Directed by Samil Akil, who helms the BET TV series “The Game” about a medical student turned football wife, Broom finds ways to lambaste its core audience during a wedding weekend at Martha’s Vineyard shared by two families with incompatible personalities, tastes and bank accounts.
Loretta Devine plays a mother who doesn’t get why her son (Laz Alonso) wants to marry a girl who’d rather serves oysters than collard greens at their reception. Angela Bassett returns the favor as a mother sickened by the thought of her daughter (Paula Patton) marrying into a family eager to dance the Electric Slide.
Toss in a few black-people-love-chicken jokes, a Kunta Kinte mention, and a script weakened by cliché dialogue, paper-thin relationships, and exaggerated attitudes, and the exchanging of the vows can’t come soon enough.
Starring: Gabourey “Gabby” Sidibe, Mo’Nique, Paula Patton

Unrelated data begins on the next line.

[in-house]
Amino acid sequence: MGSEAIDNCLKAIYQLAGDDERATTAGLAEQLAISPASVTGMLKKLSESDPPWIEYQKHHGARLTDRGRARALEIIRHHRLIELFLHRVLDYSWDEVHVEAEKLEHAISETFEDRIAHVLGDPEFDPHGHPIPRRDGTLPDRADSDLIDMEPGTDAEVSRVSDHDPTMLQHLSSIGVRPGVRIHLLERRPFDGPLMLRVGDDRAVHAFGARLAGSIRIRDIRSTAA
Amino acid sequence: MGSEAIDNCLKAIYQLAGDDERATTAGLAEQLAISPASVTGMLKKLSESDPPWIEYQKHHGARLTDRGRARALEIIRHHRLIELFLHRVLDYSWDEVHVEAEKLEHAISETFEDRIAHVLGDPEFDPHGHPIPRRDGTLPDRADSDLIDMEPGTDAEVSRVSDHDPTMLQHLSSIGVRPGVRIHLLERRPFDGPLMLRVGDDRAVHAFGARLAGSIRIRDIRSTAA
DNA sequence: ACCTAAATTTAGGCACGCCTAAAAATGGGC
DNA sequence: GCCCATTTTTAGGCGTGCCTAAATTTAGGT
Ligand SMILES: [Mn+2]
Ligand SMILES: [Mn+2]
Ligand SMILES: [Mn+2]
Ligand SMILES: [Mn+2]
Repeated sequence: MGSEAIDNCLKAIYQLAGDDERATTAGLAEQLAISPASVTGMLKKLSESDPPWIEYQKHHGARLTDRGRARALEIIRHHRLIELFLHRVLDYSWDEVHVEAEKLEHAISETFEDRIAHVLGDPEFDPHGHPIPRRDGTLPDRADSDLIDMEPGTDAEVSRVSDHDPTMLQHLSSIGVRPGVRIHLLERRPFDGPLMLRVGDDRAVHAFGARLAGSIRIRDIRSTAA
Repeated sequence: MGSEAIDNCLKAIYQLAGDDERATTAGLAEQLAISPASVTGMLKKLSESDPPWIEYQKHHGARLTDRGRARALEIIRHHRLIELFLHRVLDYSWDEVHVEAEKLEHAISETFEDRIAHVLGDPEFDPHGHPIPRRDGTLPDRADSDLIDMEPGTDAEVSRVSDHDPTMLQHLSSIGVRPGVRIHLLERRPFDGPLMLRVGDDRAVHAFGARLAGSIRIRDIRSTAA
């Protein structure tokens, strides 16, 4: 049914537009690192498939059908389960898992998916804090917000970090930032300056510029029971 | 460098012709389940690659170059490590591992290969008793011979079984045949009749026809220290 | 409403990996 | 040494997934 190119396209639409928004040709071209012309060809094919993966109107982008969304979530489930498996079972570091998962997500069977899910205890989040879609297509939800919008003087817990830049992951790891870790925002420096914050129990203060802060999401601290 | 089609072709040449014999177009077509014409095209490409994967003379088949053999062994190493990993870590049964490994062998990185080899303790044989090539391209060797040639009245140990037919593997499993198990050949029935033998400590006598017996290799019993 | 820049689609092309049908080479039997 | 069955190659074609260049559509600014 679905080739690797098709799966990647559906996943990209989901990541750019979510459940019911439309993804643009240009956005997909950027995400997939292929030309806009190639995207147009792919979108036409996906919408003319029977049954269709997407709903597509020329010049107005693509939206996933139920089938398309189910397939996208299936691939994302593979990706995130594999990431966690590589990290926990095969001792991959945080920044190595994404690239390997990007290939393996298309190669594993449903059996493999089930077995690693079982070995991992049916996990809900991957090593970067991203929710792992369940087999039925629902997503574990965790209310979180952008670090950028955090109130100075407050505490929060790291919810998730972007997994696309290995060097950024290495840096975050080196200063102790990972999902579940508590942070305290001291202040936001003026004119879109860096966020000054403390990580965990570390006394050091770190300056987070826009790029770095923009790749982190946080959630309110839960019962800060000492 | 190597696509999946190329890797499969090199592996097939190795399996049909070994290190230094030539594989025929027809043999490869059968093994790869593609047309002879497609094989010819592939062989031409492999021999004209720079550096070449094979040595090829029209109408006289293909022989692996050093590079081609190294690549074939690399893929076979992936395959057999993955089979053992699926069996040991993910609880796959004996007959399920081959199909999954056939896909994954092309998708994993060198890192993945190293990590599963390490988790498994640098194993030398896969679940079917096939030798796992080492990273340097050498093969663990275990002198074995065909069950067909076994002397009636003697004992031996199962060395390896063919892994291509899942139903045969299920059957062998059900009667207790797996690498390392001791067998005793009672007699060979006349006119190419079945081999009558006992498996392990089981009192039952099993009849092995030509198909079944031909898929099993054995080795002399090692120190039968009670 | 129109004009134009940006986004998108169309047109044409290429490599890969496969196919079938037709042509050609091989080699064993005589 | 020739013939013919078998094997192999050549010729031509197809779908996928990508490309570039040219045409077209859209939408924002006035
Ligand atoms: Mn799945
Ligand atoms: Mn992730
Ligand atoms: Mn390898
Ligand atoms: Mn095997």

Directed by: Lee Daniels (“Shadowboxer”)
Written by: Geoffrey Fletcher (debut)
Set in Harlem in 1987, “Precious” is a raw and harrowing film about the life of a 16-year-old obese and illiterate African American girl played miraculously by newcomer Gabourey “Gabby” Sidibe. Precious is pregnant for the second time with her father’s child. Along with fantasizing about a life that isn’t hers (she wants a light-skinned boyfriend, dreams to be a model, and sees a beautiful white girl when she looks into the mirror), Precious attempts to survive every day she lives in the home of her despicable mother (comedienne Mo’Nique in a career-defining dramatic role) who blames her for everything that has gone wrong in her life. When Precious joins an alternative school program, her classmates and teacher (Paula Patton) tap into her soul and help her define what kind of young woman she aspires to become. There is a sense of hope inside “Precious,” but audiences will have to get through extremely upsetting scenes if they want to see the moral of the story director Lee Daniels establishes. The tough road, however, is where the powerhouse performances are. Both Sidibe and Mo’Nique especially deserve Oscar nominations for their work in this abrasive yet inspiring film.